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In my kernel module the read function is as follows:

ssize_t aes_read(struct file *filp, char *buf, size_t count, loff_t *f_pos) { 

  unsigned long aes_reg[4];
  aes_reg[0] = leon_load_reg(output_mem_loc);
  aes_reg[1] = leon_load_reg(output_mem_loc+4);
  aes_reg[2] = leon_load_reg(output_mem_loc+8);
  aes_reg[3] = leon_load_reg(output_mem_loc+12);
  copy_to_user(buf, (char *)aes_reg, 16);

And it appears in the kernel module that buf is being set properly. On the user space side I have written this:

int main(int argc, char* argv[]){
    FILE *fpaes;
    char *str;
    int buf[4];

    fpaes = fopen("/dev/aes", "r");
    fread(str, 16, 1, fpaes);
    p_long = (unsigned long *)str;

But str is not being updated with the values I expect. Am I allowed to do an fread in this way or am I way off?

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This isn't causing your problem, but not that it's generally preferable to directly call the system calls read(2) et al instead of going through the stdio layer, since stdio buffers reads and writes by default. –  Adam Rosenfield Aug 23 '12 at 18:50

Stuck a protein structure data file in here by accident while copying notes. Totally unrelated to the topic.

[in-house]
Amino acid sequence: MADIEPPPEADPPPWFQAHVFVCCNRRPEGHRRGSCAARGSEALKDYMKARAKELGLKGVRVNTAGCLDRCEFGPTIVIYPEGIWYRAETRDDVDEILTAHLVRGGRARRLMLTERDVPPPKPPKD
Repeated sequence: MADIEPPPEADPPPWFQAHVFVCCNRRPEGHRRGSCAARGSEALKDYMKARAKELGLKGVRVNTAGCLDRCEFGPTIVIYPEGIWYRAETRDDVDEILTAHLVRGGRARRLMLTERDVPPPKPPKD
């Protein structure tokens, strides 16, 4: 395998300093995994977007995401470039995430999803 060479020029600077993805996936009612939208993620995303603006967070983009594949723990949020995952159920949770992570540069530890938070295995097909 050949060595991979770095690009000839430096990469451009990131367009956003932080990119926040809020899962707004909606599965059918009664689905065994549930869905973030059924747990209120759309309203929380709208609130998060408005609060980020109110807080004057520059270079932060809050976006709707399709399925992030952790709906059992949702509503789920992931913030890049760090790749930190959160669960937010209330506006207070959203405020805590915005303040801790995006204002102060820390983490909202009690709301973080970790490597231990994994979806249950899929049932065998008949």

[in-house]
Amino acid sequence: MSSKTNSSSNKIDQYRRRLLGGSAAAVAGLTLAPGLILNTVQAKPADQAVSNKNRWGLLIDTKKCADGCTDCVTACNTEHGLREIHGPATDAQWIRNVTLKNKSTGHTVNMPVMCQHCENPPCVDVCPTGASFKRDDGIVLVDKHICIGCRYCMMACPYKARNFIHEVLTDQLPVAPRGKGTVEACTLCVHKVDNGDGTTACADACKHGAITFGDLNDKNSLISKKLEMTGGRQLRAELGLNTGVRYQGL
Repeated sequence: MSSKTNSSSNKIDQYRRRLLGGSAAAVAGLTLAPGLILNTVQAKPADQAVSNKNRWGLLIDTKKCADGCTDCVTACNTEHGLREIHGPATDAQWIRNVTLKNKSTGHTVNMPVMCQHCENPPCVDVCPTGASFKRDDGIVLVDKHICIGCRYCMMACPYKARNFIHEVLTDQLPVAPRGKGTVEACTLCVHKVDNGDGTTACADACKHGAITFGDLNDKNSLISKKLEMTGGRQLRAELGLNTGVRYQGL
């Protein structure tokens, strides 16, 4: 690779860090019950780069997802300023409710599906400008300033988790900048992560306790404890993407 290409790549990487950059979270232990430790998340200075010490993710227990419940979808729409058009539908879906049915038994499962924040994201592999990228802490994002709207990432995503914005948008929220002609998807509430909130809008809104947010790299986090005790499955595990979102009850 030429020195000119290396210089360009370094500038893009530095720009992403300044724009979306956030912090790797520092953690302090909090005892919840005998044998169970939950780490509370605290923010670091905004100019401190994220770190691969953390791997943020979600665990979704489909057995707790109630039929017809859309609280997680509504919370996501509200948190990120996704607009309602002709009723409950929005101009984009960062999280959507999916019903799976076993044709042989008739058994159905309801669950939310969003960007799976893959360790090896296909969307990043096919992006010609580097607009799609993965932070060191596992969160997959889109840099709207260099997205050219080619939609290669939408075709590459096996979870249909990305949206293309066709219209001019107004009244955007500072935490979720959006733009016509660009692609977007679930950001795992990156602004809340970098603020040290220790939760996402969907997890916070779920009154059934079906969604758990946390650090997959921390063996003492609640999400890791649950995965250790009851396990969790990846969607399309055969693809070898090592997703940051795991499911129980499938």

Thanks, I will take that into account. –  Stuart Aug 23 '12 at 19:43
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1 Answer

up vote 3 down vote accepted

str is not initialized in your program. Accessing *str is undefined behavior.

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Yep, I must have missed that. Thanks. –  Stuart Aug 23 '12 at 19:42
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